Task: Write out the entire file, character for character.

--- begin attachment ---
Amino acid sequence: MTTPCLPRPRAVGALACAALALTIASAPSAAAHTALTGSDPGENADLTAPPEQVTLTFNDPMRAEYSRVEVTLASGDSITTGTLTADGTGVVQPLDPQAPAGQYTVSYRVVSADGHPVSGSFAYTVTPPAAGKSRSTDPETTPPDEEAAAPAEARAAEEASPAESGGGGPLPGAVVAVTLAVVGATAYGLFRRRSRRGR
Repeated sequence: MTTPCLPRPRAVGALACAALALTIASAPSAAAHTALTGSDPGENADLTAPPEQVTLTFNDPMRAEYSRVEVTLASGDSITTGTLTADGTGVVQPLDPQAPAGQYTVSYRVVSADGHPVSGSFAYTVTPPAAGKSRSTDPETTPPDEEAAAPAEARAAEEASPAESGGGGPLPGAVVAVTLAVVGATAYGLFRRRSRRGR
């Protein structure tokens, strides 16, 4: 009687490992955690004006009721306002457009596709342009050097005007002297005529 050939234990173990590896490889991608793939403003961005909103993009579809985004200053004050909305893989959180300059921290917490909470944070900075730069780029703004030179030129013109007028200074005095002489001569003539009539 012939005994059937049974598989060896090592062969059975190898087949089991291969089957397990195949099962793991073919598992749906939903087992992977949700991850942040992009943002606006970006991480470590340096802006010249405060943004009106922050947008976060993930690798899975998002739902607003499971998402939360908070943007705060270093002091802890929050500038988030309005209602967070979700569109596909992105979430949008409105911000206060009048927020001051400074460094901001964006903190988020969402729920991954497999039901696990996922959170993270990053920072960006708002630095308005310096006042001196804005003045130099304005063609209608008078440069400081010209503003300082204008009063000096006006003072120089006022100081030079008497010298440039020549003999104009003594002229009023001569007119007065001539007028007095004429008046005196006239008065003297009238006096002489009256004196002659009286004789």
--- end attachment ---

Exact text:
Amino acid sequence: MTTPCLPRPRAVGALACAALALTIASAPSAAAHTALTGSDPGENADLTAPPEQVTLTFNDPMRAEYSRVEVTLASGDSITTGTLTADGTGVVQPLDPQAPAGQYTVSYRVVSADGHPVSGSFAYTVTPPAAGKSRSTDPETTPPDEEAAAPAEARAAEEASPAESGGGGPLPGAVVAVTLAVVGATAYGLFRRRSRRGR
Repeated sequence: MTTPCLPRPRAVGALACAALALTIASAPSAAAHTALTGSDPGENADLTAPPEQVTLTFNDPMRAEYSRVEVTLASGDSITTGTLTADGTGVVQPLDPQAPAGQYTVSYRVVSADGHPVSGSFAYTVTPPAAGKSRSTDPETTPPDEEAAAPAEARAAEEASPAESGGGGPLPGAVVAVTLAVVGATAYGLFRRRSRRGR
């Protein structure tokens, strides 16, 4: 009687490992955690004006009721306002457009596709342009050097005007002297005529 050939234990173990590896490889991608793939403003961005909103993009579809985004200053004050909305893989959180300059921290917490909470944070900075730069780029703004030179030129013109007028200074005095002489001569003539009539 012939005994059937049974598989060896090592062969059975190898087949089991291969089957397990195949099962793991073919598992749906939903087992992977949700991850942040992009943002606006970006991480470590340096802006010249405060943004009106922050947008976060993930690798899975998002739902607003499971998402939360908070943007705060270093002091802890929050500038988030309005209602967070979700569109596909992105979430949008409105911000206060009048927020001051400074460094901001964006903190988020969402729920991954497999039901696990996922959170993270990053920072960006708002630095308005310096006042001196804005003045130099304005063609209608008078440069400081010209503003300082204008009063000096006006003072120089006022100081030079008497010298440039020549003999104009003594002229009023001569007119007065001539007028007095004429008046005196006239008065003297009238006096002489009256004196002659009286004789």